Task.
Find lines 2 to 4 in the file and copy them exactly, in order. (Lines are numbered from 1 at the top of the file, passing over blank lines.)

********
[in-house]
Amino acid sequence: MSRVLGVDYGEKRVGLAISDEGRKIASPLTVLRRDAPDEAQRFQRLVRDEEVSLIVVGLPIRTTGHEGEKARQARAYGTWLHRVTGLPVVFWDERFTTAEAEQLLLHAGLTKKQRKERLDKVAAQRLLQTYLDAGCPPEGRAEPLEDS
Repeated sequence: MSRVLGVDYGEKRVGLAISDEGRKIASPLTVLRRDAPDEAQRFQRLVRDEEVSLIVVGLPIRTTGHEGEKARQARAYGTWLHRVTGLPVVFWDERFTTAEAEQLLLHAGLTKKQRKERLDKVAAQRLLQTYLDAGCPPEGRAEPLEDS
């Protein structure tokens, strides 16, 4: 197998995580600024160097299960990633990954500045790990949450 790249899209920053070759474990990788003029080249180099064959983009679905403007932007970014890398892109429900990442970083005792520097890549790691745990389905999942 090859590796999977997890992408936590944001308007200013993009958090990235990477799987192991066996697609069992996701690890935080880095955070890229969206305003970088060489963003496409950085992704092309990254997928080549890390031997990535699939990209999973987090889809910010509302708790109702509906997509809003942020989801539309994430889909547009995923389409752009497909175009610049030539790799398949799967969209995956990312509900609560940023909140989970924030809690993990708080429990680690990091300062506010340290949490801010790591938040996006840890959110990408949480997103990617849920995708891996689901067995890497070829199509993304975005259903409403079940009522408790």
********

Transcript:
Amino acid sequence: MSRVLGVDYGEKRVGLAISDEGRKIASPLTVLRRDAPDEAQRFQRLVRDEEVSLIVVGLPIRTTGHEGEKARQARAYGTWLHRVTGLPVVFWDERFTTAEAEQLLLHAGLTKKQRKERLDKVAAQRLLQTYLDAGCPPEGRAEPLEDS
Repeated sequence: MSRVLGVDYGEKRVGLAISDEGRKIASPLTVLRRDAPDEAQRFQRLVRDEEVSLIVVGLPIRTTGHEGEKARQARAYGTWLHRVTGLPVVFWDERFTTAEAEQLLLHAGLTKKQRKERLDKVAAQRLLQTYLDAGCPPEGRAEPLEDS
């Protein structure tokens, strides 16, 4: 197998995580600024160097299960990633990954500045790990949450 790249899209920053070759474990990788003029080249180099064959983009679905403007932007970014890398892109429900990442970083005792520097890549790691745990389905999942 090859590796999977997890992408936590944001308007200013993009958090990235990477799987192991066996697609069992996701690890935080880095955070890229969206305003970088060489963003496409950085992704092309990254997928080549890390031997990535699939990209999973987090889809910010509302708790109702509906997509809003942020989801539309994430889909547009995923389409752009497909175009610049030539790799398949799967969209995956990312509900609560940023909140989970924030809690993990708080429990680690990091300062506010340290949490801010790591938040996006840890959110990408949480997103990617849920995708891996689901067995890497070829199509993304975005259903409403079940009522408790």